Rugby Australia's new CEO Andy Marinos is upbeat about the governing body's relationship with New Zealand Rugby despite suggestions it has been strained.
The former Sanzaar boss was appointed the new head of Australian rugby in December, and formally took over the role yesterday. He takes over the role that was held by Rob Clarke in the interim, following on from New Zealander Raelene Castle's tumultuous tenure that ended last August.
One of the keys to Marinos' job will be maintaining a working relationship with New Zealand Rugby and its chief executive Mark Robinson, which he says is currently healthy.
"It's a good working relationship," he assures.
"I know that Hamish [McLennan, chairman] and Rob [Clarke] had met with their counterparts in New Zealand and it's important, it's an important alliance for Australia as it is for New Zealand that we work together in this region and are both able to be successful."
Just last year the relationship between the two bodies looked to be frayed when McLennan told Sky Sport's The Breakdown it was at it's 'lowest ebb it's ever been at'.
Marinos embraces any challenges that may arise.
"This whole game is about relationship; it's about working together and sitting around the table," he says.
"I think that's been one of the challenging things we've had over the last 12 months, with not being able to get in a room all the time and sit down and have a face to face. A lot gets lost in interpretation over Zoom calls so that's obviously critically important to continue building those relationships but at the same time, make sure that we're doing what's best for Australian Rugby as well and putting ourselves first and foremost."
Marinos arrives with plenty of experience that transcends international borders, having been born in Zimbabwe, and playing in both South Africa and Wales, before holding positions within Welsh rugby and Sanzaar.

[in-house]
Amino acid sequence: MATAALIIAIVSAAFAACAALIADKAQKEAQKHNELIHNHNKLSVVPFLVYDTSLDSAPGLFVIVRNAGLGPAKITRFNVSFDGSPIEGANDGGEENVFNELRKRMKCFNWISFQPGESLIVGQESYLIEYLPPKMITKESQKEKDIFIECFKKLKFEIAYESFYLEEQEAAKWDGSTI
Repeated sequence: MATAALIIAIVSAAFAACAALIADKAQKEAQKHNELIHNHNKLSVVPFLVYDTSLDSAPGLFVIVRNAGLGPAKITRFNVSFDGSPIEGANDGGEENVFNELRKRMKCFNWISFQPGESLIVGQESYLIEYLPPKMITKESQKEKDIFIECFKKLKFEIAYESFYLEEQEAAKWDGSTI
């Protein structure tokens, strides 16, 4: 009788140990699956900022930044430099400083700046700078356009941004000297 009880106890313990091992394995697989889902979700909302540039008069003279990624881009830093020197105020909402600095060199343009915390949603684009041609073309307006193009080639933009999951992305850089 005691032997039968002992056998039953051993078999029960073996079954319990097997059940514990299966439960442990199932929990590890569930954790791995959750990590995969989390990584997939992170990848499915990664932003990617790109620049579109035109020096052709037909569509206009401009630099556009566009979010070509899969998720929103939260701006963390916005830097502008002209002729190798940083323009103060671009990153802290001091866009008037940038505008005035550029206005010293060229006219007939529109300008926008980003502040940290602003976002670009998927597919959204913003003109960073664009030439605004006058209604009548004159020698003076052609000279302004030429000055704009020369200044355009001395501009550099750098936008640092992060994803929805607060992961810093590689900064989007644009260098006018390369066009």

The 48-year-old recognises the need to re-establish rugby as a major sport in Australia, with the game falling behind the other two big football codes in rugby league and Aussie rules.
"It's [rugby] sitting behind them without a doubt, and a large part of that... it hasn't been as effective at getting into the community and growing the game," he says.
"Alongside cricket, it's got real global appeal. The fact that it can compete regularly on an international stage, it does participate in a Rugby World Cup which arguably is bigger than the Cricket World Cup and bigger than any other major sporting event that comes out of this country.
"In the region it's clear it's not where it should be, but that's also directly linked to high performance and performance of the teams and the attractiveness of the product we're putting out on the park week in week out."
Marinos adds there is a responsibility on the Wallabies and Wallaroos to help rebuild the game.
Like New Zealand, Australia will enjoy a domestic Super Rugby competition featuring their five franchises, before the Super Rugby transtasman competition, which is set to begin on May 14.
Complications surrounding the global pandemic means the viability of South Africa hosting the event is dwindling.
Marinos would love to see the tour in Australia, if it's possible.
"When it comes to the Lions, our main priority is to get our French tour underway and have the French over here," he says.
"If part of that and through that process we can provide a safe haven where the British and Irish Lions Tour can continue, why wouldn't we? It's so important for the global rugby economy and the global rugby community."
Marinos says officials in the Northern Hemisphere are "desperate" to have a Lions tour in 2021.
"There's a will to get it underway, it's just where."